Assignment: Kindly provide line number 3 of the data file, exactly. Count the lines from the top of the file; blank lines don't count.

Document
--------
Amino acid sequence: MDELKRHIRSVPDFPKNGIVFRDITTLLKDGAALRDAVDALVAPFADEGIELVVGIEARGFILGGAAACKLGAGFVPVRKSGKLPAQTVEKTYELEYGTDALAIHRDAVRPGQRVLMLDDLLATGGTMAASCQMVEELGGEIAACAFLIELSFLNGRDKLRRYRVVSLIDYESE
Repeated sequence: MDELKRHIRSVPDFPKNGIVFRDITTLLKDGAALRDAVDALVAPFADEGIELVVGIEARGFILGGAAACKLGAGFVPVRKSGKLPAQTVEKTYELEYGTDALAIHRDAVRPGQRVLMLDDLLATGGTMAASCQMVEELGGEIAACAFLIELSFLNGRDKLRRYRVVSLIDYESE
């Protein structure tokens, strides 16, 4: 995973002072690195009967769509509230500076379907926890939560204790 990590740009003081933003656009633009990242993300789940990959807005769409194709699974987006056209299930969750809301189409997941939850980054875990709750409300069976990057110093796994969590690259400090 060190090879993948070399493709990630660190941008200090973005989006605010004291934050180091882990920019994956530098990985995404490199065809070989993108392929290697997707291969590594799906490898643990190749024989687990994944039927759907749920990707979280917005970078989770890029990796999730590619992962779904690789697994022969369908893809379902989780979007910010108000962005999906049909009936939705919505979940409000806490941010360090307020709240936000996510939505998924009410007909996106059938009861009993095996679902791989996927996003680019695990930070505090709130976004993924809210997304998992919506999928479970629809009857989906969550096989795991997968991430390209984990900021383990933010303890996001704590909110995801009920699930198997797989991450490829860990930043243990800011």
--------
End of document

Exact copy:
């Protein structure tokens, strides 16, 4: 995973002072690195009967769509509230500076379907926890939560204790 990590740009003081933003656009633009990242993300789940990959807005769409194709699974987006056209299930969750809301189409997941939850980054875990709750409300069976990057110093796994969590690259400090 060190090879993948070399493709990630660190941008200090973005989006605010004291934050180091882990920019994956530098990985995404490199065809070989993108392929290697997707291969590594799906490898643990190749024989687990994944039927759907749920990707979280917005970078989770890029990796999730590619992962779904690789697994022969369908893809379902989780979007910010108000962005999906049909009936939705919505979940409000806490941010360090307020709240936000996510939505998924009410007909996106059938009861009993095996679902791989996927996003680019695990930070505090709130976004993924809210997304998992919506999928479970629809009857989906969550096989795991997968991430390209984990900021383990933010303890996001704590909110995801009920699930198997797989991450490829860990930043243990800011």